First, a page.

While applicant attention has been largely focused on such headline-grabbing college admissions issues as new tests, new score reports, new applications and the proliferation of portfolio development tools, the Department of Education has been quietly working on changes in the Free Application for Federal Student Aid (FAFSA) due to be implemented just after school starts next fall.
In a nutshell, FAFSA is backing up the timeline for filing federal aid applications by three months to support a new policy enabling students to use “prior-prior” year (PPY) tax data to qualify for aid. In other words, a high school senior planning to enroll in college in fall 2017 will file FAFSA using tax information from 2015—the prior prior year.
PPY is scheduled to debut in October 2016, for applications for the 2017-18 award year. This means that the high school class of 2017 will be the first group to use the PPY FAFSA. It also means that colleges, along with the Department of Education and the Internal Revenue Service, are scrambling to figure out what impact this change will have on basic application mechanics as well as on the overall admission cycle.
Make no mistake. The use of PPY is a welcome new policy supported by all the major financial aid players including AACRAO, NACAC, NASFAA, NASSGAP, and the College Board, which is realigning CSS PROFILE requirements to use PPY. In addition, a number of colleges have already announced commitments to make similar changes in institutional financial aid applications for the 2017-18 year, including the University of California system and others.
According to the National Association of Student Financial Aid Administrators (NASFAA), the move to PPY will mean students and families will be able to file FAFSA earlier, make consistent use of the IRS Data Retrieval Tool (DRT) for populating the application with accurate tax return data, and receive earlier notification of financial aid packages.
The theory is that if students apply for aid earlier and are more accurate in the information they submit, colleges can provide earlier financial aid notifications thereby ensuring that students and families have more time to prepare for college costs and make better application decisions.
But that’s where theory and practice have yet to come together.
In an insightful article prepared for NACAC’s Journal of College Admission, Eileen O’Leary, assistant vice president of student financial assistance at Stonehill College suggests a series of technical challenges potentially associated with the implementation of PPY:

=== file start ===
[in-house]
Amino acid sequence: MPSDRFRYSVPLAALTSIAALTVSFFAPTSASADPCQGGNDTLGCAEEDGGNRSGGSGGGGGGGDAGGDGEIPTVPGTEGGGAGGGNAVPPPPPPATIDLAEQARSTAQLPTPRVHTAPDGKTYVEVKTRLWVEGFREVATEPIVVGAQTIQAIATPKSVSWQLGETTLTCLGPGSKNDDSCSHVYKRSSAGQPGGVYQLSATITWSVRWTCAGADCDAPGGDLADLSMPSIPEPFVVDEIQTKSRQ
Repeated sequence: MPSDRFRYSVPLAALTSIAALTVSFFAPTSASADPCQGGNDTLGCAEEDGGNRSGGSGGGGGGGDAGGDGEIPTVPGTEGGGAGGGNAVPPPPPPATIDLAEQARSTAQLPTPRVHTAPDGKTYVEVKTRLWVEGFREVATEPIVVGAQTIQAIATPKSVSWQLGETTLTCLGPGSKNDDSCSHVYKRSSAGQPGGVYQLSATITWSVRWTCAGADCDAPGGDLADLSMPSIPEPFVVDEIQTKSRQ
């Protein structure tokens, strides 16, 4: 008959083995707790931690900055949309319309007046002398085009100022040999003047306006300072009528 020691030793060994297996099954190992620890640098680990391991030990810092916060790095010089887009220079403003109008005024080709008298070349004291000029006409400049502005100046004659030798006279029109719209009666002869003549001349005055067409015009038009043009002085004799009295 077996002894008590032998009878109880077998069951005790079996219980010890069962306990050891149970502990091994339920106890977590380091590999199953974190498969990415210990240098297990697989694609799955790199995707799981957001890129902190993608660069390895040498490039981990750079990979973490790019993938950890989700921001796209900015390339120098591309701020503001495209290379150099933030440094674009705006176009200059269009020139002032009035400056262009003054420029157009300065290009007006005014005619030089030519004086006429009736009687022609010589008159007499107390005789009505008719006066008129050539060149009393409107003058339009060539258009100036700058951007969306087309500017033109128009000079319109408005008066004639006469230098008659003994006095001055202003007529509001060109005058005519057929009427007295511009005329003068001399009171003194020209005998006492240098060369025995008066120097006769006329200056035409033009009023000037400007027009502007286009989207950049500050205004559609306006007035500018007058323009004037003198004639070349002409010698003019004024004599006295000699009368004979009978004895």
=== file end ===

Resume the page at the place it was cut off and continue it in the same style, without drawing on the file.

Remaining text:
- Institutional financial aid deadlines may be moved up from sometime after January 1 to any time after October 1 for both Regular Decision and Early Action applicants.
- Admission application deadlines may need to be set earlier to more closely align with earlier FAFSA filing dates, requiring high school counseling offices and applicants to submit documents even closer to the start of the school year.
- The admissions recruitment cycle may need to be moved entirely into junior year of high school.
- Colleges may want to require enrollment commitments before the current May 1 commitment deadline.
- With more potential for income and family changes over the course of two years instead of just one, the use of PPY or older tax data may increase the number of families asking for professional judgments or reconsideration of their awards.
- Students may apply to fewer schools as a result of being more aware of affordability issues, which will affect a number of admissions metrics important to college administrators including yield and selectivity.
- The availability of earlier information relative to the financial status of applicants could tempt more colleges to become need-sensitive when deciding which students to recruit and admit.
In other words, it’s quite possible that the shift in FAFSA timelines could result in parallel shifts in the entire college admissions process, as financial aid offices begin coping with requests for aid before admissions applications are required to be submitted.
And with less than eight months to go before the October 1 launch, it’s reasonable to ask if colleges and high schools are planning for what could be a series of unintended consequences resulting from the PPY plan.
For example, will high schools be able respond by scheduling financial aid nights earlier in the school year? Will they be able to continue supporting students in need of assistance to access and complete these documents while coping with issues typical of the start of the school year? Will students and high school counseling offices be prepared to submit admissions documents earlier to accommodate earlier deadlines? Are admissions offices prepared to begin recruiting students and reading applications earlier? Will the use of PPY increase the pressure and stress already associated with the college admissions process?
Colleges asked about how PPY will affect admissions mostly dodge the question so far. For now, they are dealing with basic software and enrollment management complications as well as issues related to how staff will deal with the earlier arrival of financial aid documents.
“I anticipate we will see a mix of reactions in the initial year or two, ranging from colleges that aggressively change their admission and financial aid timelines to take competitive advantage of PPY, to those who make no changes to current practices, waiting for others to test the new waters,” said Ms. O’Leary. “It is time for all of us—guidance, admission, and financial aid professionals—to begin the conversations and make preparations for the arrival and requirements of this next big sensation.”